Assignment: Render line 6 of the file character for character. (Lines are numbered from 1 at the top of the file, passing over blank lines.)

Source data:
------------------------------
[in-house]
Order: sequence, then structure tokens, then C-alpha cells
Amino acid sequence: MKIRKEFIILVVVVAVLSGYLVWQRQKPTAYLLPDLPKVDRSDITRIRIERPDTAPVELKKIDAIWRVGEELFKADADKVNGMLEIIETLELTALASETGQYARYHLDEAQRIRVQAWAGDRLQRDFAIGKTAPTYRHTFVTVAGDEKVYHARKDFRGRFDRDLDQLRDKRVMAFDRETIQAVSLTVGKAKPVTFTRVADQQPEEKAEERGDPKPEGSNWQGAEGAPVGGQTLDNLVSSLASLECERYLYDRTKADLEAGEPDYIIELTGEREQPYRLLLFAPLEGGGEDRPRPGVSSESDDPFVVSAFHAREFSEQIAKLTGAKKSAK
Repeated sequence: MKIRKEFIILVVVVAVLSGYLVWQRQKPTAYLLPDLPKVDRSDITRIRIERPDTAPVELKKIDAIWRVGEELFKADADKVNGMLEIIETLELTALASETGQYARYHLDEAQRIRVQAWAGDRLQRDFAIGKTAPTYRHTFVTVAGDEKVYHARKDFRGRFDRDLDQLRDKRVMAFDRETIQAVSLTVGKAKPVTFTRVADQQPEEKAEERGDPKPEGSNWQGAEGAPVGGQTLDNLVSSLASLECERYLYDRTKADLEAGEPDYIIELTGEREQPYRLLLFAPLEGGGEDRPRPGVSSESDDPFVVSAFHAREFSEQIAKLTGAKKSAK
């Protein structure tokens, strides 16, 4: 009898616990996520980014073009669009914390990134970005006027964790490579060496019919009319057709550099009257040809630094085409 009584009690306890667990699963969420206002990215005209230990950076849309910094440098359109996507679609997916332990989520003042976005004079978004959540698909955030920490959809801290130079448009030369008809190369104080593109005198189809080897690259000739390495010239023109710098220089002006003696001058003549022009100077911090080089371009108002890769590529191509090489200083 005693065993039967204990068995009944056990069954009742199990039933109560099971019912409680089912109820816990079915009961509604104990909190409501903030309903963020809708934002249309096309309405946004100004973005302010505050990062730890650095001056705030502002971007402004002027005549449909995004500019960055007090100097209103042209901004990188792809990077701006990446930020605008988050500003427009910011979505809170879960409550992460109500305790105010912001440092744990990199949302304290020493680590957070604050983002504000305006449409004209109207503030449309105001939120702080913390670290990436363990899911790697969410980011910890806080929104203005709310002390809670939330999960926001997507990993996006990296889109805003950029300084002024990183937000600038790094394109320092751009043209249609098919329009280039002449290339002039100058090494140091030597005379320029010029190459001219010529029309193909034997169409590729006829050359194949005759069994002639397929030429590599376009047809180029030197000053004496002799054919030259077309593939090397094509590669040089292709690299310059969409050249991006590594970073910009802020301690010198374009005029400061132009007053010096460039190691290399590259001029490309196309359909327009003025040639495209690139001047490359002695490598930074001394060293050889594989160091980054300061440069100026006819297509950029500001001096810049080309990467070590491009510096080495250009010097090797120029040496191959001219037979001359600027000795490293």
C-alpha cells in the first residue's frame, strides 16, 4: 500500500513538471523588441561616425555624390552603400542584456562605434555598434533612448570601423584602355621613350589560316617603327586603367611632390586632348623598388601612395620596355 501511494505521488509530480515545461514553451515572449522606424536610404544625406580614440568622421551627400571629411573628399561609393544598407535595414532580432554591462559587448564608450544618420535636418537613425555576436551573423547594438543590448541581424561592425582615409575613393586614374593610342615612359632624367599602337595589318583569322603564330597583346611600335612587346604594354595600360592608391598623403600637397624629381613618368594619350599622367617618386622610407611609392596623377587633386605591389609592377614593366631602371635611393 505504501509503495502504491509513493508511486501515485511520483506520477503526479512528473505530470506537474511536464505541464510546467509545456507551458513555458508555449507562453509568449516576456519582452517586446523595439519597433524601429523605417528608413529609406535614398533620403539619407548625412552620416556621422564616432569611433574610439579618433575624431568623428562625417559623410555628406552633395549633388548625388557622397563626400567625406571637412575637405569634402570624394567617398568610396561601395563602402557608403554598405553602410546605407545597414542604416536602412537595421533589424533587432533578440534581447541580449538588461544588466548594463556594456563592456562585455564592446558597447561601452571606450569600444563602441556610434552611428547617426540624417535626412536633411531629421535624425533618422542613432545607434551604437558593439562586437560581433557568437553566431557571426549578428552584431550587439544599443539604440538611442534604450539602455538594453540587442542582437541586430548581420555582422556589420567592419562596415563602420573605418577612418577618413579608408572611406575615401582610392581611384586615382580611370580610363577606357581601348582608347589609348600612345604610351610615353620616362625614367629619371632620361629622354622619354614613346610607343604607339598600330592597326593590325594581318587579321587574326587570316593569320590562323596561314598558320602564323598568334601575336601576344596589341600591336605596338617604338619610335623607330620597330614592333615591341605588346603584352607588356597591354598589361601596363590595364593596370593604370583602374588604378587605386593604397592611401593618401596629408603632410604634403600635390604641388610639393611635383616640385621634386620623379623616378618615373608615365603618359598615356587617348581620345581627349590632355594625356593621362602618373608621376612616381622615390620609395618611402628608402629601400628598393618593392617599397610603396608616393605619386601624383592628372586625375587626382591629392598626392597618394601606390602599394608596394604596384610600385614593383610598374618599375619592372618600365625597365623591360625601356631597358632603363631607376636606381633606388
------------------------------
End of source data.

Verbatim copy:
C-alpha cells in the first residue's frame, strides 16, 4: 500500500513538471523588441561616425555624390552603400542584456562605434555598434533612448570601423584602355621613350589560316617603327586603367611632390586632348623598388601612395620596355 501511494505521488509530480515545461514553451515572449522606424536610404544625406580614440568622421551627400571629411573628399561609393544598407535595414532580432554591462559587448564608450544618420535636418537613425555576436551573423547594438543590448541581424561592425582615409575613393586614374593610342615612359632624367599602337595589318583569322603564330597583346611600335612587346604594354595600360592608391598623403600637397624629381613618368594619350599622367617618386622610407611609392596623377587633386605591389609592377614593366631602371635611393 505504501509503495502504491509513493508511486501515485511520483506520477503526479512528473505530470506537474511536464505541464510546467509545456507551458513555458508555449507562453509568449516576456519582452517586446523595439519597433524601429523605417528608413529609406535614398533620403539619407548625412552620416556621422564616432569611433574610439579618433575624431568623428562625417559623410555628406552633395549633388548625388557622397563626400567625406571637412575637405569634402570624394567617398568610396561601395563602402557608403554598405553602410546605407545597414542604416536602412537595421533589424533587432533578440534581447541580449538588461544588466548594463556594456563592456562585455564592446558597447561601452571606450569600444563602441556610434552611428547617426540624417535626412536633411531629421535624425533618422542613432545607434551604437558593439562586437560581433557568437553566431557571426549578428552584431550587439544599443539604440538611442534604450539602455538594453540587442542582437541586430548581420555582422556589420567592419562596415563602420573605418577612418577618413579608408572611406575615401582610392581611384586615382580611370580610363577606357581601348582608347589609348600612345604610351610615353620616362625614367629619371632620361629622354622619354614613346610607343604607339598600330592597326593590325594581318587579321587574326587570316593569320590562323596561314598558320602564323598568334601575336601576344596589341600591336605596338617604338619610335623607330620597330614592333615591341605588346603584352607588356597591354598589361601596363590595364593596370593604370583602374588604378587605386593604397592611401593618401596629408603632410604634403600635390604641388610639393611635383616640385621634386620623379623616378618615373608615365603618359598615356587617348581620345581627349590632355594625356593621362602618373608621376612616381622615390620609395618611402628608402629601400628598393618593392617599397610603396608616393605619386601624383592628372586625375587626382591629392598626392597618394601606390602599394608596394604596384610600385614593383610598374618599375619592372618600365625597365623591360625601356631597358632603363631607376636606381633606388